While the proof of the pudding will be in the eating, this was a powerfully argued Prime Ministerial intervention – and a particularly well-timed one, for three reasons.

Firstly, the Prime Minister was able to root his case in an all-but-universally accepted appeal for equal opportunities. It will always prove more difficult in practice to put political energy and resources behind efforts to remedy discrimination against a minority of the population unless a convincing fairness case is made that values cherished across our whole society are at stake. Cameron’s argument, that any party which tells itself that it is the party of the ‘fair chance’ and ‘the equal shot’ must have a response when there is such clear evidence of discrimination, should prove persuasive to a Conservative Party that has not seen race inequalities as its natural territory. Cameron argued that the same principles should animate responses to discrimination when it comes to race, gender and social class. Put like that, wanting job interviews to be fair – by eradicating conscious and unconscious patterns of bias wherever possible – would strike most Britons as offering as clear a case of the values of fair play as wanting the best baker to win the Great British Bake-Off on television.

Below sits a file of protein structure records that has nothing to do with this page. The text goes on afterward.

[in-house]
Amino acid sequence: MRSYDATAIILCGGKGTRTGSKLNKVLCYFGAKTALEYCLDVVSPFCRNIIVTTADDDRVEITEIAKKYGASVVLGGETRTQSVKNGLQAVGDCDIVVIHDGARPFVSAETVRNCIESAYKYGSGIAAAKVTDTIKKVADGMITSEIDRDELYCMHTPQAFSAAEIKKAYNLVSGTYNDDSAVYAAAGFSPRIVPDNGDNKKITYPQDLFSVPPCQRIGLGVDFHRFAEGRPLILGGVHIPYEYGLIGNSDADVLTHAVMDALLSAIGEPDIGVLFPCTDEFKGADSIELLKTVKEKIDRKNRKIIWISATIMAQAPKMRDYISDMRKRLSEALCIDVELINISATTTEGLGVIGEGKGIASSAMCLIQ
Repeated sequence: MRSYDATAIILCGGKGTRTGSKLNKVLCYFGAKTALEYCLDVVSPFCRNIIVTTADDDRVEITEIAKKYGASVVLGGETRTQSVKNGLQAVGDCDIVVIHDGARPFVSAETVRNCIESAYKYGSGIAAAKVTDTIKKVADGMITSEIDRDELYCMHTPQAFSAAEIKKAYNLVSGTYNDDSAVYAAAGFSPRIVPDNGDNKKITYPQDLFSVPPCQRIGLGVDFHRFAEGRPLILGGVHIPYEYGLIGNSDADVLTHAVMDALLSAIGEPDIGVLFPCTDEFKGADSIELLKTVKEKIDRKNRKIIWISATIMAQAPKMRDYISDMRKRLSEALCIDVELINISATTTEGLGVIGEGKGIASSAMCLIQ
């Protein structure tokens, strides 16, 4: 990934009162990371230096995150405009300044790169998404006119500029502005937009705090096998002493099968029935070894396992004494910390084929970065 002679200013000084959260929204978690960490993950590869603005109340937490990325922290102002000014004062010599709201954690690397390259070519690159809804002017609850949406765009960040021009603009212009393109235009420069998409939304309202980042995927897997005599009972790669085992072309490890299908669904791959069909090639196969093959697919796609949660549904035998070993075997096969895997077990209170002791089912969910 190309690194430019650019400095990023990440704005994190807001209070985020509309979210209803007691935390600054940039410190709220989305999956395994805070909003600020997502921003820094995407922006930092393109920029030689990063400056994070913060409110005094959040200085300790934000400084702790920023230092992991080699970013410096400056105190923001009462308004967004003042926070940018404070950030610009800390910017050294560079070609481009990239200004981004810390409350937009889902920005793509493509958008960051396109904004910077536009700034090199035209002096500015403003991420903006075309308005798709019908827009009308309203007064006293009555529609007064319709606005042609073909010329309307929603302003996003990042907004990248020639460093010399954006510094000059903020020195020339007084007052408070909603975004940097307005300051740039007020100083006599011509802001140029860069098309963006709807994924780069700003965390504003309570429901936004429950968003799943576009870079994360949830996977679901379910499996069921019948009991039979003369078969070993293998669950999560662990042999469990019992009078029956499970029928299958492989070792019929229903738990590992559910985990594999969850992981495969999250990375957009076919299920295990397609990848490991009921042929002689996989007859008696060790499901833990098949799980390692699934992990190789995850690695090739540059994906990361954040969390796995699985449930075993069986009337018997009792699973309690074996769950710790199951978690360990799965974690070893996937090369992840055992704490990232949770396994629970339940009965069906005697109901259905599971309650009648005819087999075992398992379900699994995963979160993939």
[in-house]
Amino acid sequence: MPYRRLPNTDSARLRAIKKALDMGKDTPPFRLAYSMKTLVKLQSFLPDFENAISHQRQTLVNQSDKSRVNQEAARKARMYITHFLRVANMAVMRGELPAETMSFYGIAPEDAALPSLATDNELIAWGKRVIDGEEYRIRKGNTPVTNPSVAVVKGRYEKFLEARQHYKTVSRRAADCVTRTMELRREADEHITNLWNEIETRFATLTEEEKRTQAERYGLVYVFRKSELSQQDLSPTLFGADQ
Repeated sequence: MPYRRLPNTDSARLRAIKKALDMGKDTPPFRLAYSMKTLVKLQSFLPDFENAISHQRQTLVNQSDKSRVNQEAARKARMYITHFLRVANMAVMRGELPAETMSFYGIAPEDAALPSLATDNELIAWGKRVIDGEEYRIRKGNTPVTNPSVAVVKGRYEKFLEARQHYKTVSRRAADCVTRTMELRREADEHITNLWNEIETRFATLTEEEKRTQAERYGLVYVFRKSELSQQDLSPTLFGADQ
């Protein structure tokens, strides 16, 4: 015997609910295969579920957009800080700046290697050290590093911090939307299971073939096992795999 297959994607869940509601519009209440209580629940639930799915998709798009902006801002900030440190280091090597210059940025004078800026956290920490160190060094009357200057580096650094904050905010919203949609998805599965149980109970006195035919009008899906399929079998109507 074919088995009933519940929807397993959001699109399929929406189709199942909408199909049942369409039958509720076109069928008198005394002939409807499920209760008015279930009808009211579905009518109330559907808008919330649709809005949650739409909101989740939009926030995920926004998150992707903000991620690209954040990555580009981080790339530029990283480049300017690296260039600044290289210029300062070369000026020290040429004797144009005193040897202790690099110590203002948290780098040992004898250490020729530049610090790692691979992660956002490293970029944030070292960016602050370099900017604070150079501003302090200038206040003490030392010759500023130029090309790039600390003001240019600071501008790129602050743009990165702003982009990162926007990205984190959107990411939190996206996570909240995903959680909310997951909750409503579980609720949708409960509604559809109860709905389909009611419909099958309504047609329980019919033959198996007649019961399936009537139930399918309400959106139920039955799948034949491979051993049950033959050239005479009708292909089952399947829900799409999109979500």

Secondly, Cameron’s intervention comes at a potential "tipping point" moment for fair opportunities across ethnic groups. Traditionally, ethnic discrimination has been discussed primarily through the lens of its impact on the most marginalised. Certainly, persistent gaps in the criminal justice system, mental health provision and unemployment rates remain stark for some minority groups. What has been less noticed is the emergence of a much more complex pattern of opportunity and disadvantage – not least as a consequence of significant ethnic minority progress.